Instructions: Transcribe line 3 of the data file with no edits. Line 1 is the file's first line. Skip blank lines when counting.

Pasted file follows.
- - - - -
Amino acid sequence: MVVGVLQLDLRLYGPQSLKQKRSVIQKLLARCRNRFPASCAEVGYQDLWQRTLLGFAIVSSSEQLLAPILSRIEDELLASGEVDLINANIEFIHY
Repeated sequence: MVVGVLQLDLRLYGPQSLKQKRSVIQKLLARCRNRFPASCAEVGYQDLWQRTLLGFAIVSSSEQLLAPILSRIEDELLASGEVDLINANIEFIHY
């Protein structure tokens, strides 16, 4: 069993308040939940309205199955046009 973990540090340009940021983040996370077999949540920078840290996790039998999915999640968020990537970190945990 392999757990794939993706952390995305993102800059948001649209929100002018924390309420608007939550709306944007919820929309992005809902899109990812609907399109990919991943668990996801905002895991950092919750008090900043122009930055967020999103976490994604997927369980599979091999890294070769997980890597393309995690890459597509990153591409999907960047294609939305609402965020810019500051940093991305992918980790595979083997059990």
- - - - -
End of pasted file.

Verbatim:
């Protein structure tokens, strides 16, 4: 069993308040939940309205199955046009 973990540090340009940021983040996370077999949540920078840290996790039998999915999640968020990537970190945990 392999757990794939993706952390995305993102800059948001649209929100002018924390309420608007939550709306944007919820929309992005809902899109990812609907399109990919991943668990996801905002895991950092919750008090900043122009930055967020999103976490994604997927369980599979091999890294070769997980890597393309995690890459597509990153591409999907960047294609939305609402965020810019500051940093991305992918980790595979083997059990």